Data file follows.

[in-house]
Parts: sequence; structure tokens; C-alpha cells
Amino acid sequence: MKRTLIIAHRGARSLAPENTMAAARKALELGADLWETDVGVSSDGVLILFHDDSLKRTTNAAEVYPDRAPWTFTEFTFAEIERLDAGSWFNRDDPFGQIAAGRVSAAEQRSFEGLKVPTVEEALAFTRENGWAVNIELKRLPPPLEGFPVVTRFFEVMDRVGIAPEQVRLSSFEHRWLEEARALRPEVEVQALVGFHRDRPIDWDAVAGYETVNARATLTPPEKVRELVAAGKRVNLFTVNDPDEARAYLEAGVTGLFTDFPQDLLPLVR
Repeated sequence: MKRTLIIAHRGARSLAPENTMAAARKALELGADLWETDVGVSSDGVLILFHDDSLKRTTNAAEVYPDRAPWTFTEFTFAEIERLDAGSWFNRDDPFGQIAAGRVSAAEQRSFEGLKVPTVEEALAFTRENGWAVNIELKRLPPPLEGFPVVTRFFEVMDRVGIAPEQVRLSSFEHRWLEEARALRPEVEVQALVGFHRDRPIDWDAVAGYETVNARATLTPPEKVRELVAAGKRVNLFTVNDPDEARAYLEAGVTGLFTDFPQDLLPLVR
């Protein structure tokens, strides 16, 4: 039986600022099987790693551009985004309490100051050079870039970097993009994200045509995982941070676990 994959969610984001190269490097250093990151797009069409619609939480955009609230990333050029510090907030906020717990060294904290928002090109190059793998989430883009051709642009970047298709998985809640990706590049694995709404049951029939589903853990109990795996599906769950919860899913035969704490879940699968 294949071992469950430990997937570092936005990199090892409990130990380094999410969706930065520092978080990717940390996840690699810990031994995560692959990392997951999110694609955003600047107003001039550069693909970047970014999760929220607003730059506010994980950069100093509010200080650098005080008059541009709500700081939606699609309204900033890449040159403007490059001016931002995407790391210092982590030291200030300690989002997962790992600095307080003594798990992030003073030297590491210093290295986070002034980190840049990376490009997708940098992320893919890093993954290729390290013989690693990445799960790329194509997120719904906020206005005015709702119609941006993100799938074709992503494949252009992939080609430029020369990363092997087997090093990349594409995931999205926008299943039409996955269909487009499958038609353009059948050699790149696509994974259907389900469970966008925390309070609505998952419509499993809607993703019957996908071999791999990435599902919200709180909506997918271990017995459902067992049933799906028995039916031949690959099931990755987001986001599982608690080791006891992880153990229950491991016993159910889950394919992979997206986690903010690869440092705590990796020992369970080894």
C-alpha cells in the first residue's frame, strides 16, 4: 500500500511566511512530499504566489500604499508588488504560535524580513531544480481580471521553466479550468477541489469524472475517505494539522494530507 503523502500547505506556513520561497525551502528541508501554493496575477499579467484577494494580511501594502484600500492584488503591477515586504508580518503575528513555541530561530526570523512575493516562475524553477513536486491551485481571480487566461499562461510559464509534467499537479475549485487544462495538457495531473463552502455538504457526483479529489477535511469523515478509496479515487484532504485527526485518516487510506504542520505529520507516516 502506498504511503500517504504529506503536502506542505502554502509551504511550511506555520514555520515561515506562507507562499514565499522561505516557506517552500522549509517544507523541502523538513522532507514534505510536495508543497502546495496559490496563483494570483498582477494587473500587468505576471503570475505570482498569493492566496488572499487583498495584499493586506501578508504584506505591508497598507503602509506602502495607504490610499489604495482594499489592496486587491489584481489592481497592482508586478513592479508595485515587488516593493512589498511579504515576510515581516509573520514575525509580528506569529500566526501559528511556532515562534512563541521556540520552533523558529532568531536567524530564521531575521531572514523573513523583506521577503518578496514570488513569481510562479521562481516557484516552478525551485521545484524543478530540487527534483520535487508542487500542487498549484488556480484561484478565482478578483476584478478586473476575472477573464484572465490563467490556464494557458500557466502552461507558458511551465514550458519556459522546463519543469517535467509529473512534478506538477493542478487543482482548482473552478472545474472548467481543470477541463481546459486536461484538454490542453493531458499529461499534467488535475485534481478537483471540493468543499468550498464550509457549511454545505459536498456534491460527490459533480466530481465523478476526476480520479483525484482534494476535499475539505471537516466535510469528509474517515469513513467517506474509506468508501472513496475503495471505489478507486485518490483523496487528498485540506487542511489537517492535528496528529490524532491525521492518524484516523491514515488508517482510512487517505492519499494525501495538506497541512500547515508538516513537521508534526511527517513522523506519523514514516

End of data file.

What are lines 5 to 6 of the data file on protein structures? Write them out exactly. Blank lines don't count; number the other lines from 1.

């Protein structure tokens, strides 16, 4: 039986600022099987790693551009985004309490100051050079870039970097993009994200045509995982941070676990 994959969610984001190269490097250093990151797009069409619609939480955009609230990333050029510090907030906020717990060294904290928002090109190059793998989430883009051709642009970047298709998985809640990706590049694995709404049951029939589903853990109990795996599906769950919860899913035969704490879940699968 294949071992469950430990997937570092936005990199090892409990130990380094999410969706930065520092978080990717940390996840690699810990031994995560692959990392997951999110694609955003600047107003001039550069693909970047970014999760929220607003730059506010994980950069100093509010200080650098005080008059541009709500700081939606699609309204900033890449040159403007490059001016931002995407790391210092982590030291200030300690989002997962790992600095307080003594798990992030003073030297590491210093290295986070002034980190840049990376490009997708940098992320893919890093993954290729390290013989690693990445799960790329194509997120719904906020206005005015709702119609941006993100799938074709992503494949252009992939080609430029020369990363092997087997090093990349594409995931999205926008299943039409996955269909487009499958038609353009059948050699790149696509994974259907389900469970966008925390309070609505998952419509499993809607993703019957996908071999791999990435599902919200709180909506997918271990017995459902067992049933799906028995039916031949690959099931990755987001986001599982608690080791006891992880153990229950491991016993159910889950394919992979997206986690903010690869440092705590990796020992369970080894």
C-alpha cells in the first residue's frame, strides 16, 4: 500500500511566511512530499504566489500604499508588488504560535524580513531544480481580471521553466479550468477541489469524472475517505494539522494530507 503523502500547505506556513520561497525551502528541508501554493496575477499579467484577494494580511501594502484600500492584488503591477515586504508580518503575528513555541530561530526570523512575493516562475524553477513536486491551485481571480487566461499562461510559464509534467499537479475549485487544462495538457495531473463552502455538504457526483479529489477535511469523515478509496479515487484532504485527526485518516487510506504542520505529520507516516 502506498504511503500517504504529506503536502506542505502554502509551504511550511506555520514555520515561515506562507507562499514565499522561505516557506517552500522549509517544507523541502523538513522532507514534505510536495508543497502546495496559490496563483494570483498582477494587473500587468505576471503570475505570482498569493492566496488572499487583498495584499493586506501578508504584506505591508497598507503602509506602502495607504490610499489604495482594499489592496486587491489584481489592481497592482508586478513592479508595485515587488516593493512589498511579504515576510515581516509573520514575525509580528506569529500566526501559528511556532515562534512563541521556540520552533523558529532568531536567524530564521531575521531572514523573513523583506521577503518578496514570488513569481510562479521562481516557484516552478525551485521545484524543478530540487527534483520535487508542487500542487498549484488556480484561484478565482478578483476584478478586473476575472477573464484572465490563467490556464494557458500557466502552461507558458511551465514550458519556459522546463519543469517535467509529473512534478506538477493542478487543482482548482473552478472545474472548467481543470477541463481546459486536461484538454490542453493531458499529461499534467488535475485534481478537483471540493468543499468550498464550509457549511454545505459536498456534491460527490459533480466530481465523478476526476480520479483525484482534494476535499475539505471537516466535510469528509474517515469513513467517506474509506468508501472513496475503495471505489478507486485518490483523496487528498485540506487542511489537517492535528496528529490524532491525521492518524484516523491514515488508517482510512487517505492519499494525501495538506497541512500547515508538516513537521508534526511527517513522523506519523514514516